Auspicious paintings like Soga Shohaku’s cranes and deer might have been used for a celebratory occasion marking an age milestone.

Cranes and deer, Edo period (1615–1868), by Soga Shohaku (1730–1781). Japan. One of a pair of hanging scrolls; ink and light colors on silk. Courtesy of the Larry Ellison Collection, EX 2013.2.039.2.

People

The tastes, interests, and social relationships of the collector also factor into the selection of art for display.

Subject matter is a key variable: Larry Ellison favors paintings of flowers and animals and images of legendary battles and classic romances. His choice of paintings might focus on these themes with selections attuned to the interests and tastes of his visitors.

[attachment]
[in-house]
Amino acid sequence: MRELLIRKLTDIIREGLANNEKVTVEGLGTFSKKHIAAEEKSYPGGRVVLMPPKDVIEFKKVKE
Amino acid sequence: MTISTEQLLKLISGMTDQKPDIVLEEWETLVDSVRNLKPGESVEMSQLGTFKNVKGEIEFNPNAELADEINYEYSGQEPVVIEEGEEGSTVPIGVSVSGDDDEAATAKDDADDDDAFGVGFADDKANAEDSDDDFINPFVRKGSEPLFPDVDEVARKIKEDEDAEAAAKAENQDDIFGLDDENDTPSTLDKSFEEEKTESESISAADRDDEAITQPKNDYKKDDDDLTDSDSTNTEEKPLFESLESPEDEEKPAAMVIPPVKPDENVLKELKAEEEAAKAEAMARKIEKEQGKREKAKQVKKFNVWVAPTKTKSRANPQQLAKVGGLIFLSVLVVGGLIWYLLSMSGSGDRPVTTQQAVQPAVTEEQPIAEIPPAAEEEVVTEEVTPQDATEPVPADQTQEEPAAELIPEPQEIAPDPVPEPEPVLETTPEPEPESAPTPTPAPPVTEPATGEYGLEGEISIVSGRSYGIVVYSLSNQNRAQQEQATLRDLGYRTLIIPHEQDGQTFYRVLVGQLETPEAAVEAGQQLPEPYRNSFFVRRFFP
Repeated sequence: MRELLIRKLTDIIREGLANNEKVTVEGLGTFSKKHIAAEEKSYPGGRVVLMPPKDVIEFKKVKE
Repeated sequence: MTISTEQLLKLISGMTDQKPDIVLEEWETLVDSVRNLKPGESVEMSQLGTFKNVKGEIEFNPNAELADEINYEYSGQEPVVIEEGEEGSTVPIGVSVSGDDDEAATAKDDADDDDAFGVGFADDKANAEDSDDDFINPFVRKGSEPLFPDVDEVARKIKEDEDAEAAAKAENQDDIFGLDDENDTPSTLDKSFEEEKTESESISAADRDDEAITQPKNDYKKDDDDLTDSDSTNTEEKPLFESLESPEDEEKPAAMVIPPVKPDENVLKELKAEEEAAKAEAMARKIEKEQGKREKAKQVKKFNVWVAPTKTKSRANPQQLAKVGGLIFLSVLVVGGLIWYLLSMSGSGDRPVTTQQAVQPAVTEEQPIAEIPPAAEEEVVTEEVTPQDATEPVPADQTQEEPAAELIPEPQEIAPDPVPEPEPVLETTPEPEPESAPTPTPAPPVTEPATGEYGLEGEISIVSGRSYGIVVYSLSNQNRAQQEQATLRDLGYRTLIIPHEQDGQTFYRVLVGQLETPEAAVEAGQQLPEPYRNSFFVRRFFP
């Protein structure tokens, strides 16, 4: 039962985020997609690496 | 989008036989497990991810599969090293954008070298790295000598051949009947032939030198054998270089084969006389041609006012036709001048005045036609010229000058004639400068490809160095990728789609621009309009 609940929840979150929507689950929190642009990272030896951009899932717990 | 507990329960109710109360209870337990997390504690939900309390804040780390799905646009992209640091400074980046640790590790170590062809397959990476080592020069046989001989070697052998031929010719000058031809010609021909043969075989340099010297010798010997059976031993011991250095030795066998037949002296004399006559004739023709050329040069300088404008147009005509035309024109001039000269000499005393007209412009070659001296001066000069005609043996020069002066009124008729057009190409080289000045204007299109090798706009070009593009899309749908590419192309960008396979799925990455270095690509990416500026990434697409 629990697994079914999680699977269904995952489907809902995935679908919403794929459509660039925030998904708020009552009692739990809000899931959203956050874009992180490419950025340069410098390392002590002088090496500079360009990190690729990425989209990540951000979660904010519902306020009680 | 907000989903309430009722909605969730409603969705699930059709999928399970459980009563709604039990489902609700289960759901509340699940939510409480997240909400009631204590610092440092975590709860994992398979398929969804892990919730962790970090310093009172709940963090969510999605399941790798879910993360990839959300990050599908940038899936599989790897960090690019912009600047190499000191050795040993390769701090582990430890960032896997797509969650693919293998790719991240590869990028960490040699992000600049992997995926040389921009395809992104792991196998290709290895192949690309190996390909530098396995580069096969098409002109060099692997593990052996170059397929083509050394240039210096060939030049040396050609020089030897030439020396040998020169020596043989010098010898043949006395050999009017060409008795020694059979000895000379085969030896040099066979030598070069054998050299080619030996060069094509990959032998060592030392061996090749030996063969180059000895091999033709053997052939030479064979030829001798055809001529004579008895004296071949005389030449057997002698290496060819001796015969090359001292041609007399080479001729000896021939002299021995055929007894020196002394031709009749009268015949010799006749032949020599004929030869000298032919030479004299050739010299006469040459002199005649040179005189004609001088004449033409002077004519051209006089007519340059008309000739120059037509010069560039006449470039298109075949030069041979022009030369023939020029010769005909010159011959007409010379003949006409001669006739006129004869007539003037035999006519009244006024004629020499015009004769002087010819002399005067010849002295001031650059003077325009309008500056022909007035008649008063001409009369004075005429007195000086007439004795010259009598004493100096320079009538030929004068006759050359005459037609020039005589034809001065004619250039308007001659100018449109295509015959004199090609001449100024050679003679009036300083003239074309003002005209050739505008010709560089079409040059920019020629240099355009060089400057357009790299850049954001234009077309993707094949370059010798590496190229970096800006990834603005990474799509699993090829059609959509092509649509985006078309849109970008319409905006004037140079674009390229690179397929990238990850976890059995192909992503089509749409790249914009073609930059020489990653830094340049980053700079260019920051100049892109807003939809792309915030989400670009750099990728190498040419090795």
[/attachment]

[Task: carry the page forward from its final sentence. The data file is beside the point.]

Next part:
Art displays also reflect collectors’ stylistic preferences. Among the diverse painting styles seen in Japan, Ellison’s collection focuses on three major traditions.

Art Viewing

Unlike oil paintings in the West, which sometimes stay on the wall for years at a time, many Japanese paintings are shown only for brief intervals — as little as a few hours or up to a few months — before being returned to storage, where they might spend most of their time. Traditional painting formats such as folding screens and hanging scrolls facilitate changing displays.

When looking at art, people familiar with this practice might pay attention to specific seasonal references and thematic links to occasion. For example, visitors might expect auspicious symbols for a birthday, and perhaps something more spiritual at a memorial service. Conversation at a social gathering or other event might begin by talking about the art on display.

Screens

For more than a thousand years, multi-panel folding screens such as scenes from The Tale of Genji provided temporary barriers for privacy and protection from wind, and served as easily changed decoration for ceremonial events and domestic living.